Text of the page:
“People walk pilgrimages for every reason that there are people,” Stafford said. “I’m an Episcopal priest, so I spend lots of times with people that are suffering in all kinds of ways and trying to find a language to help them tell other people about their experience.”

People with cancer or suffering a family tragedy may go through profound changes. But many have trouble explaining how the experience has made them a different person. A physical pilgrimage is an intentional journey to seek such changes, or at least be open to them.

Stafford describes such changes as bringing “ecstasy and nausea” at the same time.

Pilgrims' voices

To Wiles and other musicians, learning and performing new music is its own kind of pilgrimage.

“Who we are as performers is affected by the music in such real ways that it’s part of what we were looking for in the pilgrimage,” Wiles said. “How does music transform us? How does the walk transform us? And what does that mean for us as people, as musicians, as a community of blistered, battered, tired walkers?”

Wiles said that quest touched a nerve with those who joined the journey. Stafford and his wife, Cathy, who acted as a support person, were the only pilgrims without professional music training.

“As musicians, it just seems intuitive to … make music in your search,” Wiles said.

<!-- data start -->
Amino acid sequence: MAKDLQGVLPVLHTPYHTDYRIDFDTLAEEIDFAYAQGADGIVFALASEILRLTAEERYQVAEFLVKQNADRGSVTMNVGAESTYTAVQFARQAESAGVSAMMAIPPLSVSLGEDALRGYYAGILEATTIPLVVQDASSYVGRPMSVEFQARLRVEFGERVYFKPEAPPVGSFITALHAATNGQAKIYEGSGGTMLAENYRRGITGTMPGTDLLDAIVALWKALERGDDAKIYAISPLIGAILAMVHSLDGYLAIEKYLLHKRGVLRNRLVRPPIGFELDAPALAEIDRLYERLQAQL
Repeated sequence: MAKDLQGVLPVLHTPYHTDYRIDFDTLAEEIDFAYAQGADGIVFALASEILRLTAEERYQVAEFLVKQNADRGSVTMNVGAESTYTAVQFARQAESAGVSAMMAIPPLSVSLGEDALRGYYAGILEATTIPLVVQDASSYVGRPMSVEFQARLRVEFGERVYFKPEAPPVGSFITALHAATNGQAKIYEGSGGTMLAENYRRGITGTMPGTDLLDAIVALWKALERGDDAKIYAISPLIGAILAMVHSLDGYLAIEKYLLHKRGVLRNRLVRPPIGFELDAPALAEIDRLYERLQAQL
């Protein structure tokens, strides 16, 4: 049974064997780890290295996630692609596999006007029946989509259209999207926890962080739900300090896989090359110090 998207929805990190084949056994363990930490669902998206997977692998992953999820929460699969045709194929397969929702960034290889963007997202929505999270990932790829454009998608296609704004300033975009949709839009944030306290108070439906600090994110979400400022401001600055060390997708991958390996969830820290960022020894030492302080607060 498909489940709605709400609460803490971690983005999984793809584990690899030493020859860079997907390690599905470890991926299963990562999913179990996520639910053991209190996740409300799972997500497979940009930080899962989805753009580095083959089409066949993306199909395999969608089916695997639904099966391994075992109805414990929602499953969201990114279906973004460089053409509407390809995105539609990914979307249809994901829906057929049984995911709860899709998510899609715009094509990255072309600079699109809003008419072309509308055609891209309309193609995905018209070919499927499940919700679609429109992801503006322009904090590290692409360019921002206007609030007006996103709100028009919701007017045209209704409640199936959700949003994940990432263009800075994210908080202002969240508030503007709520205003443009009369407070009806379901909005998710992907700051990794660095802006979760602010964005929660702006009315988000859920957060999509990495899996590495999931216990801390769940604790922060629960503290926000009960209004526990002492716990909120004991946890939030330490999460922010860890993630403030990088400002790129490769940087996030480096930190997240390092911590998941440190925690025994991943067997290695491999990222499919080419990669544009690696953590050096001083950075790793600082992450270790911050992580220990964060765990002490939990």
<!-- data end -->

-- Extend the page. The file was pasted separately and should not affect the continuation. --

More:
Wiles and Vox Peregrini were not the first to hike the Wicklow Way, nor were they the first to go abroad for their music. Plenty of choirs travel to visit churches and concert halls to sing. Others find their pilgrimage taking a musical tour of Renaissance songs.

But few groups combine the experiences.

The union of a musical pilgrimage with a physical one led to a deeper and more enriching experience.

“There was an essence of stranger, and that is essential toward the pilgrim experience, that you’re actually a stranger in a foreign land," Wiles said. The same is true of Renaissance music. "We are strangers as a culture to those sounds.”

Wiles chose 15 pieces of music for his fellow pilgrims to learn before they embarked on their trek.

The musical challenge of the trip, however, was more about transforming a dozen strangers into a cohesive group in eight days. Only Wiles knew all the Vox Peregrini members when the trip began.

The performers practiced a few hours before their walk began and sang twice a day as they hiked. They then performed twice before audiences in Dublin. Wiles said students in UNI Choir rehearse four hours a week for eight weeks before a performance.

Arlie Langager, a member of Vox Peregrini who knew Wiles from college, said the opportunity to engage with others and dig into music was what appealed to her.

“Most everyone on the trip has earned money to present a concert of choral music at some point in their lives, so they’ve been professionals, and we’re paid for an end product. But why we love choral music is usually the journey of it,” said Langager, a conductor and educator in southern California.